I know that’s a lot to take in, but let’s play spot the difference. There are a lot of them. Take a simple example – how many loans did John Boyd get? He’s quoted directly as telling Salon…

I was mad. I was looking for a $10,000 operating loan to plant my crop. After nine years in a row I’d only gotten one loan from the USDA farm services, and I would apply every year.

But Hardin mentions at least three – including the one he used to start the farm.

In 1985, he bought a rundown farm near South Hill with a loan approval from the Farmers Home Administration, then the credit agency of the USDA. He later received loans to build a poultry house and start a poultry operation.

And so it goes – in one story, Boyd tells the Virginia USDA official who allegedly denied him a loan to go to hell, then the USDA responds by cursing – in another, the USDA just starts cursing. Boyd doesn’t mention the $500,000 settlement he got before Pigford was settled….nor the OTHER $500,000 he got working WITH the USDA. That’s a cool million for a guy who was trying to get $10,000 loans. And what’s up with that chainsaw thing? Again – Boyd is a Drama Queen.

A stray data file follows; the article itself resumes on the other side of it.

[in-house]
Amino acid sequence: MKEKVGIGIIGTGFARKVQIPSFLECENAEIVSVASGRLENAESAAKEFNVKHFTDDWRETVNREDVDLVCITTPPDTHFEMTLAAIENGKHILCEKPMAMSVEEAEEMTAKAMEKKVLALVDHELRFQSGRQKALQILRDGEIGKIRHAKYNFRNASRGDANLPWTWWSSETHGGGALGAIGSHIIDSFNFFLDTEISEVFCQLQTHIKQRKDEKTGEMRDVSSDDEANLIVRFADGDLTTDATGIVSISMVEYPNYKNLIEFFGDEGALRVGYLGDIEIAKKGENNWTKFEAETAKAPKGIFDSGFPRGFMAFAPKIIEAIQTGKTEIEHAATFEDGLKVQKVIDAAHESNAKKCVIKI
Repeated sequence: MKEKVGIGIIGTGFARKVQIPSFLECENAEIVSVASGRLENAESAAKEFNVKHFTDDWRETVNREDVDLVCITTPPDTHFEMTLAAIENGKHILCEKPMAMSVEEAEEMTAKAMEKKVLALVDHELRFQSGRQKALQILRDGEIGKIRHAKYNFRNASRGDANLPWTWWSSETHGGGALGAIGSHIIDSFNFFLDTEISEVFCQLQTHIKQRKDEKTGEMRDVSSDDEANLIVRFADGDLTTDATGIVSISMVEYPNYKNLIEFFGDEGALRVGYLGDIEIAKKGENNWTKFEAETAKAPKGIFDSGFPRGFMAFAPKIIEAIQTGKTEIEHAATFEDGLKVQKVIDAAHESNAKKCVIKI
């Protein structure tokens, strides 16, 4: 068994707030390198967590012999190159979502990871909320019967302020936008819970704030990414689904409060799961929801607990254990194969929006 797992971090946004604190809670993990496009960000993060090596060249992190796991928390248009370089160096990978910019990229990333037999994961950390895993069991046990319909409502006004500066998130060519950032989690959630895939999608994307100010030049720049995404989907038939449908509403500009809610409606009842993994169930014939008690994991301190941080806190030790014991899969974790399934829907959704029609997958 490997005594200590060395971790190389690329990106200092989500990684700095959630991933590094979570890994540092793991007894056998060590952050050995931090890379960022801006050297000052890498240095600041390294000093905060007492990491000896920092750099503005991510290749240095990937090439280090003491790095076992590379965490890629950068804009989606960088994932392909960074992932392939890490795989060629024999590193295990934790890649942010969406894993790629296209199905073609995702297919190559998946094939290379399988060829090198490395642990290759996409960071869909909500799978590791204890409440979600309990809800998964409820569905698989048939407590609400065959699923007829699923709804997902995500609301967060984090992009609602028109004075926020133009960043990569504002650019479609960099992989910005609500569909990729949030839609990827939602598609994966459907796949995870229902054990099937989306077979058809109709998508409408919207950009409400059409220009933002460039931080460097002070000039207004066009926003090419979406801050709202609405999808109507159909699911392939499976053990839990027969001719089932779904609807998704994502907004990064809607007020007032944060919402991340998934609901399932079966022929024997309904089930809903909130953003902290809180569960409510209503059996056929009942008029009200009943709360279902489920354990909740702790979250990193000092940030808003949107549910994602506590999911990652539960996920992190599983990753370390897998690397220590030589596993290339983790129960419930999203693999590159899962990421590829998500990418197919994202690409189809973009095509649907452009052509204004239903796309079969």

Boyd’s story most likely shifts because he’s a proven liar. How many contradictions can YOU find?

3 Comments

  1. Would love to know how many times Boyd defaulted and was late on loans prior to 1994

    From his own Bio– http://johnboydjr.com/bio.html

    In the late 80’s, John applied, as many famers [sic] do, for a loan from the United States Department of Agriculture (USDA). He recalled watching his loan application get tossed into a trash can during an interview with a USDA official. After trying for multiple years to obtain a loan, he decided to fight back. Boyd filed a discrimination complaint through his local civil rights office. The money he needed to keep his farm alive was not forthcoming, his applications for other forms of farm assistance were disregarded, and routine inquiries about his loan balances and payment schedules went unanswered. Boyd spent the next several years relying on financial help from family members. His finances eventually spiraled out of control, he lost his poultry contract, and he was forced to declare bankruptcy.

    Reply
  2. Good find — bunch of differences. What a tangled web.

    Reply
  3. Good Work

    Reply